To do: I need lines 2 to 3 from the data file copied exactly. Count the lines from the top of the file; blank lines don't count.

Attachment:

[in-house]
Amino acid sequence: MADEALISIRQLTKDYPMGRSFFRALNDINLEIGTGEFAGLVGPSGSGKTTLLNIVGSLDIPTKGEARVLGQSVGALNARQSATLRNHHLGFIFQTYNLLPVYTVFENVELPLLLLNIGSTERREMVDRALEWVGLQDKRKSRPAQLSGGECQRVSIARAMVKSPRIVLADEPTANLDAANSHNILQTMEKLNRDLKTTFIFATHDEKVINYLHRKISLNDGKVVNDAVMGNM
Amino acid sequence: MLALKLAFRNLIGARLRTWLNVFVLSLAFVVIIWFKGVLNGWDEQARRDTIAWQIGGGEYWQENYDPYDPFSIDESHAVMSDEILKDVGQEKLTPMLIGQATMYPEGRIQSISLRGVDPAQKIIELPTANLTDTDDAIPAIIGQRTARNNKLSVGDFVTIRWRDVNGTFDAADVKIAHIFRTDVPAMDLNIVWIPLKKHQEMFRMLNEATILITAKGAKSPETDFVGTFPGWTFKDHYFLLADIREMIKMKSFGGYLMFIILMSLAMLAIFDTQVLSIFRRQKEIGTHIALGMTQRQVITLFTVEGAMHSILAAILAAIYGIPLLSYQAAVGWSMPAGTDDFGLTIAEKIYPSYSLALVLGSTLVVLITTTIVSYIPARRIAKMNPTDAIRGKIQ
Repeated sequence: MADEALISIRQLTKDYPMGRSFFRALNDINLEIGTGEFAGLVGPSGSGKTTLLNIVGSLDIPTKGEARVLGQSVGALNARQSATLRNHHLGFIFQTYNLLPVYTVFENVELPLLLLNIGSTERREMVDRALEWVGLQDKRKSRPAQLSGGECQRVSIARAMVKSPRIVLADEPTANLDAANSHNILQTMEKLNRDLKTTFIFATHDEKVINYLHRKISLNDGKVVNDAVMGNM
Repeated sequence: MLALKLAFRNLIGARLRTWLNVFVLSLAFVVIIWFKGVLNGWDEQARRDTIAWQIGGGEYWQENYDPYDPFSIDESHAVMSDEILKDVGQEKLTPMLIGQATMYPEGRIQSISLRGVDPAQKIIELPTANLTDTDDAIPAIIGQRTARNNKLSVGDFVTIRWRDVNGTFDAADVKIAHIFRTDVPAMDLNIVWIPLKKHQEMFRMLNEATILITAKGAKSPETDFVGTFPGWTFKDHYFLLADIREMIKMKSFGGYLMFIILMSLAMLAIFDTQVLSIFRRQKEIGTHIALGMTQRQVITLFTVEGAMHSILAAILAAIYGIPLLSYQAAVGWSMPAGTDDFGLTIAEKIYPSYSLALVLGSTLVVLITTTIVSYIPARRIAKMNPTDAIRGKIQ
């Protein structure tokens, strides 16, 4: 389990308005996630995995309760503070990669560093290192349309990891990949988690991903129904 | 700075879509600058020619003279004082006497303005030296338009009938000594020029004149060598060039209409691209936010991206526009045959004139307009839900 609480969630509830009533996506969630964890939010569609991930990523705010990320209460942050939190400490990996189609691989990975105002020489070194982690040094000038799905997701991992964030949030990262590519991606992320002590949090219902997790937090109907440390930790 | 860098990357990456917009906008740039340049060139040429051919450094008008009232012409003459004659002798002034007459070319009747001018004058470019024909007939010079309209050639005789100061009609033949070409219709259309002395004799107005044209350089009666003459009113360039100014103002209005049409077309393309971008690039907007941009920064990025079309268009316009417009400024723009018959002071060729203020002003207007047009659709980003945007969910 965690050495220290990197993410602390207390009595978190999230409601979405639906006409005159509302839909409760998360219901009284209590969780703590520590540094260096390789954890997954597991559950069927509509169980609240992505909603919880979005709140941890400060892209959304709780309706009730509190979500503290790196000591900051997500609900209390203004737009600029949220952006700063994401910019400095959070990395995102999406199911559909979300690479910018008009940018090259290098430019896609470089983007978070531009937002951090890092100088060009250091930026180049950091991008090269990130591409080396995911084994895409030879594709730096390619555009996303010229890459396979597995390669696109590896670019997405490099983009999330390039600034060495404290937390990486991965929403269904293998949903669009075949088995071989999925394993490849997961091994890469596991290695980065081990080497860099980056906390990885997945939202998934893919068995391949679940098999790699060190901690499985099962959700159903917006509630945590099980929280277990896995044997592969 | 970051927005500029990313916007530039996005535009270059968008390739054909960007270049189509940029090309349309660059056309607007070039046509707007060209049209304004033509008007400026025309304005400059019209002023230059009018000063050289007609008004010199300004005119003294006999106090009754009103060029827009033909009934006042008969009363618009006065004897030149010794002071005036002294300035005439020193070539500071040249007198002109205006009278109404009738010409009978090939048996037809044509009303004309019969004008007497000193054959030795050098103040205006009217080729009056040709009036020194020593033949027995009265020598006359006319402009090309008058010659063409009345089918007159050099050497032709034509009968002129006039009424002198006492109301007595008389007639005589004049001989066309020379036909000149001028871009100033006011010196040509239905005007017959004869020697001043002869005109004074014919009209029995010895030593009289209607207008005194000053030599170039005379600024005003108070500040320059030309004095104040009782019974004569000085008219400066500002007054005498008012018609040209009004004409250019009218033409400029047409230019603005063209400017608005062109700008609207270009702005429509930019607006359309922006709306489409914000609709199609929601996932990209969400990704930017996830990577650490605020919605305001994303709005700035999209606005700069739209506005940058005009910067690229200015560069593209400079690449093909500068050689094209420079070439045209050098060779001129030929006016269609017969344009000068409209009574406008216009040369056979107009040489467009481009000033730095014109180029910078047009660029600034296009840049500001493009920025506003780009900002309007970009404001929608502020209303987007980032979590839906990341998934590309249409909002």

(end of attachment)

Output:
Amino acid sequence: MADEALISIRQLTKDYPMGRSFFRALNDINLEIGTGEFAGLVGPSGSGKTTLLNIVGSLDIPTKGEARVLGQSVGALNARQSATLRNHHLGFIFQTYNLLPVYTVFENVELPLLLLNIGSTERREMVDRALEWVGLQDKRKSRPAQLSGGECQRVSIARAMVKSPRIVLADEPTANLDAANSHNILQTMEKLNRDLKTTFIFATHDEKVINYLHRKISLNDGKVVNDAVMGNM
Amino acid sequence: MLALKLAFRNLIGARLRTWLNVFVLSLAFVVIIWFKGVLNGWDEQARRDTIAWQIGGGEYWQENYDPYDPFSIDESHAVMSDEILKDVGQEKLTPMLIGQATMYPEGRIQSISLRGVDPAQKIIELPTANLTDTDDAIPAIIGQRTARNNKLSVGDFVTIRWRDVNGTFDAADVKIAHIFRTDVPAMDLNIVWIPLKKHQEMFRMLNEATILITAKGAKSPETDFVGTFPGWTFKDHYFLLADIREMIKMKSFGGYLMFIILMSLAMLAIFDTQVLSIFRRQKEIGTHIALGMTQRQVITLFTVEGAMHSILAAILAAIYGIPLLSYQAAVGWSMPAGTDDFGLTIAEKIYPSYSLALVLGSTLVVLITTTIVSYIPARRIAKMNPTDAIRGKIQ